Energy Voice recently reported on Shetland Islands Council’s ambitions to retain more tax revenue from oil and gas operations around the isles in its self-determination bid. Jon Fitzpatrick, managing director of consultancy Gneiss Energy, gives his view.
Against the backdrop of a maturing sector to the East of Shetland, the frontier area West of Shetland is set to become the UKCS’s largest growth area through the next decade.
This is driven by the significant development of large hydrocarbon discoveries supporting sustained production growth beyond 2025 – in reality it is the only UK sector likely to see such growth.
This is firmly reflected in the growing number of divestment processes of Majors elsewhere in the UK whilst holding (and growing) their positions in West of Shetland. Several of the Majors have shifted their focus to the region from the more traditional basins in the UKCS, including BP and Shell with Clair and Schiehallion, Total with the Greater Laggan Area and Equinor with Rosebank.
Indeed, Chevron sold all its assets in the UKCS to Ithaca in 2019, whilst retaining the Clair field West of Shetland. It is also a key area for ambitious, growth-focused companies like Siccar Point and INEOS.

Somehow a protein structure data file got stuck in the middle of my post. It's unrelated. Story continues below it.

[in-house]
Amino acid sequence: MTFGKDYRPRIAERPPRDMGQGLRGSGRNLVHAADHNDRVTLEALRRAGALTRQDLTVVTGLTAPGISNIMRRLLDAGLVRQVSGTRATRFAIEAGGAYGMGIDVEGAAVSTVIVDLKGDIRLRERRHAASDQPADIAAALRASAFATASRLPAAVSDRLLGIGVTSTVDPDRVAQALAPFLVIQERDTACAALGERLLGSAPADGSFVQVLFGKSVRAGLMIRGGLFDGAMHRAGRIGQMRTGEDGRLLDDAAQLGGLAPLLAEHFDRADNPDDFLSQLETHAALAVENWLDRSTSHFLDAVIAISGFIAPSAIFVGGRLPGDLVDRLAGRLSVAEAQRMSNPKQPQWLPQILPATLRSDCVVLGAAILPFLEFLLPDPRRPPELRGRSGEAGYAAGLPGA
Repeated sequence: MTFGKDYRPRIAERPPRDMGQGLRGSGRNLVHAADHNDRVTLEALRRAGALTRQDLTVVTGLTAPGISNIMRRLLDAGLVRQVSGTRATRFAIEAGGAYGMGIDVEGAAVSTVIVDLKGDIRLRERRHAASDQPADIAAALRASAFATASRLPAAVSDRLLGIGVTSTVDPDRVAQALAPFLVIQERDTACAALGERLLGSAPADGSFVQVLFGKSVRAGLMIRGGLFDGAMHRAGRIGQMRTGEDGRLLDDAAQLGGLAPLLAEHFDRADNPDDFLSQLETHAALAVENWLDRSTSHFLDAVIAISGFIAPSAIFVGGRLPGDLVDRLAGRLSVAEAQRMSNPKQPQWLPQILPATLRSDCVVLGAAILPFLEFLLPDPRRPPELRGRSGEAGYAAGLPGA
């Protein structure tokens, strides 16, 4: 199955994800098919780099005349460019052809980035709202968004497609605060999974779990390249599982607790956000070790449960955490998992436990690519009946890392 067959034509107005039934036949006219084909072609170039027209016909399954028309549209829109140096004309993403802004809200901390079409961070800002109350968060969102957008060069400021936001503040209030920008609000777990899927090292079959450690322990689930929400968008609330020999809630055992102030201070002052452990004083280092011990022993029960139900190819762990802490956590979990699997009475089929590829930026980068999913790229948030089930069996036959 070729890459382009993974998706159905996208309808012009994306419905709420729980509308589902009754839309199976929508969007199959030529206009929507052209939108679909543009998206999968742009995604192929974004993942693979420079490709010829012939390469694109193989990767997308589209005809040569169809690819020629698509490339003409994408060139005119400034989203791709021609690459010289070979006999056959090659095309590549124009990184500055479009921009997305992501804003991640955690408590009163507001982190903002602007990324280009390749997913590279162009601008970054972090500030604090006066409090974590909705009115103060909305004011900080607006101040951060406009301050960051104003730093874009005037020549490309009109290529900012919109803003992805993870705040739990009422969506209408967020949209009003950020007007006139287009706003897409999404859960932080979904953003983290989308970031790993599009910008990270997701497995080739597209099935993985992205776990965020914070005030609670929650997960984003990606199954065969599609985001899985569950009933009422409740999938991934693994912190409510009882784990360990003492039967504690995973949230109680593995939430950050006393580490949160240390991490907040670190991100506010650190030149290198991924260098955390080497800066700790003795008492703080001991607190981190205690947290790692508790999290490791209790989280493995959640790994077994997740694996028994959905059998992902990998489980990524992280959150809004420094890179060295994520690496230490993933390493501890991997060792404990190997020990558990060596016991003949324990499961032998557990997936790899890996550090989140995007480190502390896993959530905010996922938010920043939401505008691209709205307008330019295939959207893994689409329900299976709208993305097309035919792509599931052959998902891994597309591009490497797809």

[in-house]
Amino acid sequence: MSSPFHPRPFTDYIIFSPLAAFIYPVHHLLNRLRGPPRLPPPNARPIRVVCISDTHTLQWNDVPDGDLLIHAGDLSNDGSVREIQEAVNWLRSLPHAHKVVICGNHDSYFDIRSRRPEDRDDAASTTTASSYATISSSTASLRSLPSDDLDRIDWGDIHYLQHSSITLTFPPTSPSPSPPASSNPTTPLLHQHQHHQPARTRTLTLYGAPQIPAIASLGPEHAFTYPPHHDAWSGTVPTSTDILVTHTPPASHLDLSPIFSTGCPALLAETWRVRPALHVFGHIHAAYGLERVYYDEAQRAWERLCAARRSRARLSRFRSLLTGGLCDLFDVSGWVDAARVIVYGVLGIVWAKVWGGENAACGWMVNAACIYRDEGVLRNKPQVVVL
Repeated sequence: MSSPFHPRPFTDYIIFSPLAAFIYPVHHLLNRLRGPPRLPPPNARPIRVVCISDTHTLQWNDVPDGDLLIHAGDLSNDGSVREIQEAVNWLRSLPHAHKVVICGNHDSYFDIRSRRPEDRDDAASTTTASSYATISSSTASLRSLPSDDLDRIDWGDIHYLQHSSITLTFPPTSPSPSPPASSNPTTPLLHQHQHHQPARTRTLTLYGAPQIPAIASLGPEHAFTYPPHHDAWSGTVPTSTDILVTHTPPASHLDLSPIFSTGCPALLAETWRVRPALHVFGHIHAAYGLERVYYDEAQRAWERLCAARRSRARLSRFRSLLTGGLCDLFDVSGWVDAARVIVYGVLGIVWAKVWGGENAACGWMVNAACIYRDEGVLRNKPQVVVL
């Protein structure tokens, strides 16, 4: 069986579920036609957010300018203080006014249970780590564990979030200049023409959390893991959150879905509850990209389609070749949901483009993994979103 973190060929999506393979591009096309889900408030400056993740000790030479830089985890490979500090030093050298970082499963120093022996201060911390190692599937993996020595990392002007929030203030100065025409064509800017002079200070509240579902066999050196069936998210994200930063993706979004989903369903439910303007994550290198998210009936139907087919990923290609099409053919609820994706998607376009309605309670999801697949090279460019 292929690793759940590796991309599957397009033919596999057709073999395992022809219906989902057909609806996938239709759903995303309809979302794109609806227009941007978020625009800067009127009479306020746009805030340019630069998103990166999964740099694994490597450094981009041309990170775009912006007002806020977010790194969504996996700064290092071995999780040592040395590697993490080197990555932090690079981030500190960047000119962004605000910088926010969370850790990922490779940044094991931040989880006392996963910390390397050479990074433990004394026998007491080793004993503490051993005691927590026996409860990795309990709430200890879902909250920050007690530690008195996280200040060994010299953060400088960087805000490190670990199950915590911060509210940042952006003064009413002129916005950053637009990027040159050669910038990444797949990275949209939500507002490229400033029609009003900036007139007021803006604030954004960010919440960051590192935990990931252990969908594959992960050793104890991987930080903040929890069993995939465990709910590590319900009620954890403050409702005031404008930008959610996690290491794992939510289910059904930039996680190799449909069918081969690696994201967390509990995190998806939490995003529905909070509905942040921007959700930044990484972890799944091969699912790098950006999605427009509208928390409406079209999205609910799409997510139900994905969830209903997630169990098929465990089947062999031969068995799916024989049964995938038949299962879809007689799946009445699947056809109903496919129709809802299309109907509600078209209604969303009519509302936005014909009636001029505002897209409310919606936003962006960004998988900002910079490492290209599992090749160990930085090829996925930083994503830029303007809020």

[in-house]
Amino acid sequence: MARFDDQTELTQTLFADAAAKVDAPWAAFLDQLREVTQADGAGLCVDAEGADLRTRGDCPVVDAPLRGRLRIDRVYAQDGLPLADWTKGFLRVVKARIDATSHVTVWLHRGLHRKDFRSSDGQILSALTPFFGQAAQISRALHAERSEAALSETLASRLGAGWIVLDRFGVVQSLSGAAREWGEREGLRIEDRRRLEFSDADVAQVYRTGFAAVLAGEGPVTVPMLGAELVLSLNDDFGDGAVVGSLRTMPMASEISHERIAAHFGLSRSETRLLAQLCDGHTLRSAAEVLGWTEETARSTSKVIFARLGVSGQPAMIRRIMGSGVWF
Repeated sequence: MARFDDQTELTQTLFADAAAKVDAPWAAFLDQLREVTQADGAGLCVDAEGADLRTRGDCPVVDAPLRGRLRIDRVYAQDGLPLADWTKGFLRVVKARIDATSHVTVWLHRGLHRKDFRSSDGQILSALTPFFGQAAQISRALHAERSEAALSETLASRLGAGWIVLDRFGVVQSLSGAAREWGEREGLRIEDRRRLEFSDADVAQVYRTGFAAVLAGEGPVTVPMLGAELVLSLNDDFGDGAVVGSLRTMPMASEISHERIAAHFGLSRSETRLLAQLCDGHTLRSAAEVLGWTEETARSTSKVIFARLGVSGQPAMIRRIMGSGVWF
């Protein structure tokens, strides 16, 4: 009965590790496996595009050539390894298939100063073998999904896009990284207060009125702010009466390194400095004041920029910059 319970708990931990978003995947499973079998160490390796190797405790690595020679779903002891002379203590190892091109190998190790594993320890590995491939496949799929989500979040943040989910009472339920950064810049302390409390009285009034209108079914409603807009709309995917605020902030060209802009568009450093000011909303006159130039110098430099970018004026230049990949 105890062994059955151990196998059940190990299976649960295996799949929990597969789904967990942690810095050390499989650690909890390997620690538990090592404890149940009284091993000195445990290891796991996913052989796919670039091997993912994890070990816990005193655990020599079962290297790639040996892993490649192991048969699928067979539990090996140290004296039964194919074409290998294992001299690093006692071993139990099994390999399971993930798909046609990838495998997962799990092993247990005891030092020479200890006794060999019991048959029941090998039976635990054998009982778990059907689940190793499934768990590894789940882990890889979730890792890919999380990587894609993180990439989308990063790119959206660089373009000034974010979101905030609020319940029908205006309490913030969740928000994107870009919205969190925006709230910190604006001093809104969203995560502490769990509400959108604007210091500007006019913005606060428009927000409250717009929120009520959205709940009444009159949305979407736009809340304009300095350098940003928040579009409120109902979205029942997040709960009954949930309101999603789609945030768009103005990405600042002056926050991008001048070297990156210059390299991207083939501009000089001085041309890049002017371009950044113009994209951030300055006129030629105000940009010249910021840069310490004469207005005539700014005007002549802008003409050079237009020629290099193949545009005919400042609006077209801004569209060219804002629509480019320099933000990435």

Despite mixed results in 2019, the recent 32nd Round awards also show an appetite for exploration and appraisal growth in the region, with a number of licences awarded West of Shetland to Total, BP, Suncor and Siccar Point.
Activity in the area though is not immune from the global pressures currently faced by the sector.
All of these should be fair warning to those that argue for greater exposure to the economic benefits for the Shetlands Isles – that despite having a large resource base there is still a significant amount of development, capital and market risk associated with these projects.
In a vain similar to the arguments the Scottish Government ran around territorial waters if Scotland because independent – those that argue for greater ‘tax take’ of oil and gas revenues from activity in their waters tend to over value the upside case, under appreciate the risks and are deniers of potential downside cases.